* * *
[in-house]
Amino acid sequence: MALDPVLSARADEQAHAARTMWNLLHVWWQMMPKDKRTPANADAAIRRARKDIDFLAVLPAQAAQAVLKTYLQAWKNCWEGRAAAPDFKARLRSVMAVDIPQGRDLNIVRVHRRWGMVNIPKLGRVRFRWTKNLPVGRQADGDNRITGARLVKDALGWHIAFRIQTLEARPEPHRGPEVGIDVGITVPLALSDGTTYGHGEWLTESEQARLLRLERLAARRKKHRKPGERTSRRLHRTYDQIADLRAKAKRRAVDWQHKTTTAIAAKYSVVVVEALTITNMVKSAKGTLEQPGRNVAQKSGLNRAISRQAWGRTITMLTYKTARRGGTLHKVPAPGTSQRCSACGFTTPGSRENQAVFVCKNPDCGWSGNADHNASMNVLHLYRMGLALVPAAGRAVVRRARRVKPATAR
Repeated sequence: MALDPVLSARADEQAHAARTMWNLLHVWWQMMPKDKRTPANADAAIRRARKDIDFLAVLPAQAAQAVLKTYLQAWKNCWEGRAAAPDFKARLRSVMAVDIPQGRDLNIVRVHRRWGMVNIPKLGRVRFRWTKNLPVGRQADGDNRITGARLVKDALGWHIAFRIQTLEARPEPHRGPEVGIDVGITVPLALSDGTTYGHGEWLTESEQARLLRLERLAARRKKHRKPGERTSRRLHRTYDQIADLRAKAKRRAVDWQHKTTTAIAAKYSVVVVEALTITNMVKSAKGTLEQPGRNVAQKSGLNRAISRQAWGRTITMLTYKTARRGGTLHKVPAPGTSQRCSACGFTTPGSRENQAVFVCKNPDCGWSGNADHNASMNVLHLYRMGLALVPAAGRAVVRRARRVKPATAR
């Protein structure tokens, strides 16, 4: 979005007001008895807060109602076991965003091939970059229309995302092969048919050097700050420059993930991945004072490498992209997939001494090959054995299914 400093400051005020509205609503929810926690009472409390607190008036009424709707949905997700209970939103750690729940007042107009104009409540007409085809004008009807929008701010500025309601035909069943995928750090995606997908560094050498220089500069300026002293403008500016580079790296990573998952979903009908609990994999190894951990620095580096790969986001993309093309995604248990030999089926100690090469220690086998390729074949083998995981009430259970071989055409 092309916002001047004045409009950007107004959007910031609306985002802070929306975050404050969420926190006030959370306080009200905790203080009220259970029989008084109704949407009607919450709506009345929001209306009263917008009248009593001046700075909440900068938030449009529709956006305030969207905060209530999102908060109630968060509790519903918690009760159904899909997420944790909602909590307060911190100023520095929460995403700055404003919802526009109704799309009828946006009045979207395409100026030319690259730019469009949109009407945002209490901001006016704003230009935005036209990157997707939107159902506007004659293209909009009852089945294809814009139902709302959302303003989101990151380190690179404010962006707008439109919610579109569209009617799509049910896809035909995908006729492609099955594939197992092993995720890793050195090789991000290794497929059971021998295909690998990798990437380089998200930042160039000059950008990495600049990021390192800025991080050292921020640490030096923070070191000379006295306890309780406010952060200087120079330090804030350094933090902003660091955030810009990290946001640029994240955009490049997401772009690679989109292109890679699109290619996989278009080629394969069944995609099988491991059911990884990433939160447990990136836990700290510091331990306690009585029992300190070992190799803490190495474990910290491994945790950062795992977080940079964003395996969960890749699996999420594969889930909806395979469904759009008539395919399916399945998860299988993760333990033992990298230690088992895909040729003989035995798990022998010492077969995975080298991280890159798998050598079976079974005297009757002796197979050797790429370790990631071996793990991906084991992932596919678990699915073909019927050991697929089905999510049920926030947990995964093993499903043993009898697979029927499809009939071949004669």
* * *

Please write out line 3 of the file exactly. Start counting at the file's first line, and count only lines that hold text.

Repeated sequence: MALDPVLSARADEQAHAARTMWNLLHVWWQMMPKDKRTPANADAAIRRARKDIDFLAVLPAQAAQAVLKTYLQAWKNCWEGRAAAPDFKARLRSVMAVDIPQGRDLNIVRVHRRWGMVNIPKLGRVRFRWTKNLPVGRQADGDNRITGARLVKDALGWHIAFRIQTLEARPEPHRGPEVGIDVGITVPLALSDGTTYGHGEWLTESEQARLLRLERLAARRKKHRKPGERTSRRLHRTYDQIADLRAKAKRRAVDWQHKTTTAIAAKYSVVVVEALTITNMVKSAKGTLEQPGRNVAQKSGLNRAISRQAWGRTITMLTYKTARRGGTLHKVPAPGTSQRCSACGFTTPGSRENQAVFVCKNPDCGWSGNADHNASMNVLHLYRMGLALVPAAGRAVVRRARRVKPATAR